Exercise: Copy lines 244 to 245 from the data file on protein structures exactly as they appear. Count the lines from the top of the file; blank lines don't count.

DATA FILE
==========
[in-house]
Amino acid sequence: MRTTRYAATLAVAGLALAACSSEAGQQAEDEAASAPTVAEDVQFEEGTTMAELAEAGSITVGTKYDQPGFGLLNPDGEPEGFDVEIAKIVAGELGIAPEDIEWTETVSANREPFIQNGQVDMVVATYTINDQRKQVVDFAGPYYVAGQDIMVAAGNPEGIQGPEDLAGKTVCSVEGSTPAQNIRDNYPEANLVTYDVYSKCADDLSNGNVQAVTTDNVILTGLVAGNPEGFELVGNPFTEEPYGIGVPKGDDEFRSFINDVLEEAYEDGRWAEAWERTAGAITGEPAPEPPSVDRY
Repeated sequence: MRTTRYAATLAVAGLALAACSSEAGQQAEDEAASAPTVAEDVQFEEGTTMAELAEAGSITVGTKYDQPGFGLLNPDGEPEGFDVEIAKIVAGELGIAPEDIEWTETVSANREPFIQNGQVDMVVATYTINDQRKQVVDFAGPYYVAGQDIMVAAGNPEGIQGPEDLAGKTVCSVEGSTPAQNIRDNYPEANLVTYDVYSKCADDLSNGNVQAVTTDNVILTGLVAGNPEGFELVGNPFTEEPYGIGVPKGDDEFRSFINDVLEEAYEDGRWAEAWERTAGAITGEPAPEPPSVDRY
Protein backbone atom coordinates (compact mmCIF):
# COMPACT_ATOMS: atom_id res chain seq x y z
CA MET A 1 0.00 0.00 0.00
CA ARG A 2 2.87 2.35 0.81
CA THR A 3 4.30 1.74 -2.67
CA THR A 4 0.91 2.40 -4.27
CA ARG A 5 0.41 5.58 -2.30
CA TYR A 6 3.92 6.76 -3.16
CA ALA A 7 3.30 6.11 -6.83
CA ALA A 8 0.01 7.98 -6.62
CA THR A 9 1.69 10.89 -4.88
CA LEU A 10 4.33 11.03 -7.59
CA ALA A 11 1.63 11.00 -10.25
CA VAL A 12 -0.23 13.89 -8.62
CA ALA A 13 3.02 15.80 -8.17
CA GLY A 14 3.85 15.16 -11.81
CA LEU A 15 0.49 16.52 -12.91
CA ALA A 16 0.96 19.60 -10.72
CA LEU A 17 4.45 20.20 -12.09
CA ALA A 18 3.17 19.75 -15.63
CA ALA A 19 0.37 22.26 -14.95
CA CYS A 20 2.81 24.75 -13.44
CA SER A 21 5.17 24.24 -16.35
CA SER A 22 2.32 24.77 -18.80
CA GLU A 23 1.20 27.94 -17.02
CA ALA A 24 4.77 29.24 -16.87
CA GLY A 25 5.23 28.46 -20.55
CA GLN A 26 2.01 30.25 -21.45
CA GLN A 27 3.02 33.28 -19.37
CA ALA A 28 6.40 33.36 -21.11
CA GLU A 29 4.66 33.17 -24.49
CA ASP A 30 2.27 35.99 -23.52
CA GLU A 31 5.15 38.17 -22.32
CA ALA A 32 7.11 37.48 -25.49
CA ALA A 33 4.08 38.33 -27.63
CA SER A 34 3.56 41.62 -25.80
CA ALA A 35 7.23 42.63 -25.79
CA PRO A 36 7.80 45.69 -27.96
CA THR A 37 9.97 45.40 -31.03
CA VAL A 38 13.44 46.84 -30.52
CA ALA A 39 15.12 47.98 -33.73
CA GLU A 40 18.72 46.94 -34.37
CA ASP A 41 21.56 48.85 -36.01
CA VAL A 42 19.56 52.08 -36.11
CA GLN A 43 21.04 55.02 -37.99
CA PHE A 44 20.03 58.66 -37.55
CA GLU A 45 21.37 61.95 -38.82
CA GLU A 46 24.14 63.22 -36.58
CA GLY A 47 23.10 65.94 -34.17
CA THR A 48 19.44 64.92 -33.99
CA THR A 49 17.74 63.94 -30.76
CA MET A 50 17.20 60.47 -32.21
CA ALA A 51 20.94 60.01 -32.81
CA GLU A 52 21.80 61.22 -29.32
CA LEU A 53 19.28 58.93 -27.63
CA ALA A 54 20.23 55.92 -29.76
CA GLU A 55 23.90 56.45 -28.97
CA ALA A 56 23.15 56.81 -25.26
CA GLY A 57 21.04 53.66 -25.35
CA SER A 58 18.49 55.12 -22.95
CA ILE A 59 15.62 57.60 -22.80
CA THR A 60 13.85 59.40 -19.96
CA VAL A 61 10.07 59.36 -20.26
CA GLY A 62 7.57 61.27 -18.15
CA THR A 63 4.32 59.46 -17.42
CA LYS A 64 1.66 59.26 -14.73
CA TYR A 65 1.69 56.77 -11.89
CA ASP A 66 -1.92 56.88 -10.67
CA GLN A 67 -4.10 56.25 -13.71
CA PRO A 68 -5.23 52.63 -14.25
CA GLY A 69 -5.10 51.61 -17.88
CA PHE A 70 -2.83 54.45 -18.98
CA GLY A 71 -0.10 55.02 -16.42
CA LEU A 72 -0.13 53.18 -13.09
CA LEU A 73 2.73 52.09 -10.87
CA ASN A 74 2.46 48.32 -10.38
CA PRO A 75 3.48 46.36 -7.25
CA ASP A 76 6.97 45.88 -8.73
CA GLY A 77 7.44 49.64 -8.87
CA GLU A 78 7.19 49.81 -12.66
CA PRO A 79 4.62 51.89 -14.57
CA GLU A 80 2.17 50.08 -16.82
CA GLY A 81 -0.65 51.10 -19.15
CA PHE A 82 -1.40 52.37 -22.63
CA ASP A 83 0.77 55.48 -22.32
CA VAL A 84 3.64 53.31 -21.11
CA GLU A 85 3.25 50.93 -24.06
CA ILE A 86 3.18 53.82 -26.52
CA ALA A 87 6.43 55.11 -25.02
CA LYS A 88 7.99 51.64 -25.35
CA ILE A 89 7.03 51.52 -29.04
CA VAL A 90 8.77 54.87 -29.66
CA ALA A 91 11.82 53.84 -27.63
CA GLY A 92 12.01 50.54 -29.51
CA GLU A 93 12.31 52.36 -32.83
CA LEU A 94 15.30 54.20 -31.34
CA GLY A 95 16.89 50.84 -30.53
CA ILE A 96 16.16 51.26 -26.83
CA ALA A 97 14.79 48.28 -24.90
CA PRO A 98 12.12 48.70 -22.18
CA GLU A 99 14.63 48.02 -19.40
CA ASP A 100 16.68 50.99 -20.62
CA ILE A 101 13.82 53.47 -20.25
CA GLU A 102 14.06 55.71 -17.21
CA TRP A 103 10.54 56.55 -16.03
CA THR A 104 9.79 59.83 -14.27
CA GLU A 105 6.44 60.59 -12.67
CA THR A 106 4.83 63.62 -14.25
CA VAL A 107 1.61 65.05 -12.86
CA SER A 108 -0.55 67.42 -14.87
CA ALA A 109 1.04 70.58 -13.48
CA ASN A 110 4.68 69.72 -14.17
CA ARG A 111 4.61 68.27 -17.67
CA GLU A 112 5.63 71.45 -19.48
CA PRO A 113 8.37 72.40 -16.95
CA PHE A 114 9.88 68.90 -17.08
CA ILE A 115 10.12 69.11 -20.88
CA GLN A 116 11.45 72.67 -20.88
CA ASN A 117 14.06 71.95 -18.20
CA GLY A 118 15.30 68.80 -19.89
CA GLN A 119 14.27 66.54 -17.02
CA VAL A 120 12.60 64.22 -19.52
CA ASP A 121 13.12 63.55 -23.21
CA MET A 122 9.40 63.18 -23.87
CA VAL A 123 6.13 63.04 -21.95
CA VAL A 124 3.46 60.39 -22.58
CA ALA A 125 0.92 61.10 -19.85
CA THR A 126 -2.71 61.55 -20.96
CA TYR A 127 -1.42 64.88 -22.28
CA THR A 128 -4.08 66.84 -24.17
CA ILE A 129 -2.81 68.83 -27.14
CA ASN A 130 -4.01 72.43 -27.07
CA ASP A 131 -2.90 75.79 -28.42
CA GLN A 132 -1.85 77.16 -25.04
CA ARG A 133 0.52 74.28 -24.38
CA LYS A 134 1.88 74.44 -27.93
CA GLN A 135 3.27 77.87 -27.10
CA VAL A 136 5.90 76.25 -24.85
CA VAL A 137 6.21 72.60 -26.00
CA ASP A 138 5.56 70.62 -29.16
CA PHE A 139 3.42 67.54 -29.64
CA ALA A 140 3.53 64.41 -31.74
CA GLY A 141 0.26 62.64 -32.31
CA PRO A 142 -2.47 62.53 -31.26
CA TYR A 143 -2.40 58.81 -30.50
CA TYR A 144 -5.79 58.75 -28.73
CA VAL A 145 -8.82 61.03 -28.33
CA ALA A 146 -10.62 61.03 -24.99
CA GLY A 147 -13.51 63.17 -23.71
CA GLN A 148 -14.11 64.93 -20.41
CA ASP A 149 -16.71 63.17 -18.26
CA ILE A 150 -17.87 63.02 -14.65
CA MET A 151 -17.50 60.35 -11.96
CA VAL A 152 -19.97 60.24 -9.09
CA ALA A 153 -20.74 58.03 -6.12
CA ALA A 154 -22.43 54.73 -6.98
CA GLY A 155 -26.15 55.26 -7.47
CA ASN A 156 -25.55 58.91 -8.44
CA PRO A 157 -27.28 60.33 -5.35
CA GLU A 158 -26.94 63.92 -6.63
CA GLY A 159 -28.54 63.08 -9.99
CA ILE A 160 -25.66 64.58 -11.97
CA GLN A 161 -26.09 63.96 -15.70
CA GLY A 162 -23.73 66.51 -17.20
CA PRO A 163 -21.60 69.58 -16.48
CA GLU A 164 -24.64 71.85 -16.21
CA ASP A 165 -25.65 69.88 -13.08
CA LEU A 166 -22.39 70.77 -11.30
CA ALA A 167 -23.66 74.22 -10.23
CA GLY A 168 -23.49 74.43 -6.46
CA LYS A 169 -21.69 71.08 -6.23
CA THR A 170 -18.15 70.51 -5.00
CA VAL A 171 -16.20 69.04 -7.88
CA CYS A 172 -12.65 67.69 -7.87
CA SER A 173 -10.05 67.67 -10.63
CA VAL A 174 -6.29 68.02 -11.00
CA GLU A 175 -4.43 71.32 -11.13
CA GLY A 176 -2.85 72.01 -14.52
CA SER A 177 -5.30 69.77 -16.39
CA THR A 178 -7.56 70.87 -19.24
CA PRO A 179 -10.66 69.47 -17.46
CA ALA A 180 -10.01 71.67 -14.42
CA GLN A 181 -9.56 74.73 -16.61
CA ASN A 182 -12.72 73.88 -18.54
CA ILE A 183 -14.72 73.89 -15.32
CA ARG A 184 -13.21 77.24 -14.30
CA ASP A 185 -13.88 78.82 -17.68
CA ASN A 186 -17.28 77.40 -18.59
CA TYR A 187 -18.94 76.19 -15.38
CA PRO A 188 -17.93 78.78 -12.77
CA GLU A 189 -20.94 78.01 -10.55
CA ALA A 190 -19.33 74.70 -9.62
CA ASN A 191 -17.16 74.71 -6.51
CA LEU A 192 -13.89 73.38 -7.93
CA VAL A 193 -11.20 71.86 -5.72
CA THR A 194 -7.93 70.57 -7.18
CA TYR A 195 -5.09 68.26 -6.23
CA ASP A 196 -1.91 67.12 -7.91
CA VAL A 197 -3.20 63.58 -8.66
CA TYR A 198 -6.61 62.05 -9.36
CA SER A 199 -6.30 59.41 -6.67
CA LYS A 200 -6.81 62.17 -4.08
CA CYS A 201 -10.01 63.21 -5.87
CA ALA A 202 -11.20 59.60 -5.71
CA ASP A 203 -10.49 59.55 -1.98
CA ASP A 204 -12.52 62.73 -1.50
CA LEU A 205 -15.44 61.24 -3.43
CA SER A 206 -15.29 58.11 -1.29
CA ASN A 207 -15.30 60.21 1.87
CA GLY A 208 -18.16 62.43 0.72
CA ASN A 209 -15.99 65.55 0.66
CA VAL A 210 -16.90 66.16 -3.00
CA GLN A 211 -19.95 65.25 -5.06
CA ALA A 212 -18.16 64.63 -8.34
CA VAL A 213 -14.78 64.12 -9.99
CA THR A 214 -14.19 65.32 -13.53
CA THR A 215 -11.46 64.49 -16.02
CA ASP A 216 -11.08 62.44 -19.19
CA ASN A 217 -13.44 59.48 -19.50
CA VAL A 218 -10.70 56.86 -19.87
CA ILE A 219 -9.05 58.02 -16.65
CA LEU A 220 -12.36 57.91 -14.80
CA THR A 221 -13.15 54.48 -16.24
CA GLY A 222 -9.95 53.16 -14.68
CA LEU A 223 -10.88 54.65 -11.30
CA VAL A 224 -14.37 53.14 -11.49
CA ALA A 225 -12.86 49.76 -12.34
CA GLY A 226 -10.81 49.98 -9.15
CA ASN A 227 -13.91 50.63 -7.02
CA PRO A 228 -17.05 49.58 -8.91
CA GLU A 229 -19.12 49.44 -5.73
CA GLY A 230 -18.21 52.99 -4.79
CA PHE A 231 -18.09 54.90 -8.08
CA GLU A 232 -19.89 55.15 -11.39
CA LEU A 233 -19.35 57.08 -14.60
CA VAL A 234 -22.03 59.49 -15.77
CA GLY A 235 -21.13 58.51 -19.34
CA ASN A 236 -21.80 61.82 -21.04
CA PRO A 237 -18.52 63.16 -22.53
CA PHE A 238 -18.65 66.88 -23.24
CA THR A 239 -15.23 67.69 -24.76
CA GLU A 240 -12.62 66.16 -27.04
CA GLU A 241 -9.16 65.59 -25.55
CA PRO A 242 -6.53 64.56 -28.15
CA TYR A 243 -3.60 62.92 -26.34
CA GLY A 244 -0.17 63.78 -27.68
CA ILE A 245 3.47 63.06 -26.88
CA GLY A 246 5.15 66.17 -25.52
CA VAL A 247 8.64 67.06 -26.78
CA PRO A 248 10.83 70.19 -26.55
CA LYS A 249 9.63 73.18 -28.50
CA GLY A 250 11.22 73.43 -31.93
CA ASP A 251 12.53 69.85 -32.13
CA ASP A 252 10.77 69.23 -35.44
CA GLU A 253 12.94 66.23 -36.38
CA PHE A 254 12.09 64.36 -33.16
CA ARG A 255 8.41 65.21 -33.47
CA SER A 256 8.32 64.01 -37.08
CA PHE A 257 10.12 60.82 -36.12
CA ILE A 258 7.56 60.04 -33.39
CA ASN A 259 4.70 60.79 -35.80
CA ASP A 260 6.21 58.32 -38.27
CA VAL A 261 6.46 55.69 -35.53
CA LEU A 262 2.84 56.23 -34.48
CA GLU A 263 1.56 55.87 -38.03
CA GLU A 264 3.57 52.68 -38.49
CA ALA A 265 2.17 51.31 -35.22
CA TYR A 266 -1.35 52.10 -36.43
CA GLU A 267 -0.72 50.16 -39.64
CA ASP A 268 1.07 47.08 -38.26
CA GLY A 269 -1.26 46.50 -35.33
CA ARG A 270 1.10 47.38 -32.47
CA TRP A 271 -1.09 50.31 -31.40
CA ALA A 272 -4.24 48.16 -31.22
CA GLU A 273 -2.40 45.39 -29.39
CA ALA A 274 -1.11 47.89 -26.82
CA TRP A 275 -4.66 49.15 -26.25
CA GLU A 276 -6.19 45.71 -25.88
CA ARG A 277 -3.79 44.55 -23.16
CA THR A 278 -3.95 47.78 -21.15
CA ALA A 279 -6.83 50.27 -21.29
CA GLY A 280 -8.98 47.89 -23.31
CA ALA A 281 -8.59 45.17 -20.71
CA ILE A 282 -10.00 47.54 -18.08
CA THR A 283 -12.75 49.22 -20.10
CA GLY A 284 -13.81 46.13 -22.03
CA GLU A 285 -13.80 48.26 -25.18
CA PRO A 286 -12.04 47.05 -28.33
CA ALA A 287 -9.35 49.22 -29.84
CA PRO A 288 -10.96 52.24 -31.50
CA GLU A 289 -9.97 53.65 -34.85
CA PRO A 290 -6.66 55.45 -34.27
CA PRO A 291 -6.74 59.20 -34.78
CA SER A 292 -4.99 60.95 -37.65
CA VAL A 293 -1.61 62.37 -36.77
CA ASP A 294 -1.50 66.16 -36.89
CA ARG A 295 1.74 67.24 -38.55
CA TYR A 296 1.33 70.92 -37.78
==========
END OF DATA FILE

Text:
CA THR A 239 -15.23 67.69 -24.76
CA GLU A 240 -12.62 66.16 -27.04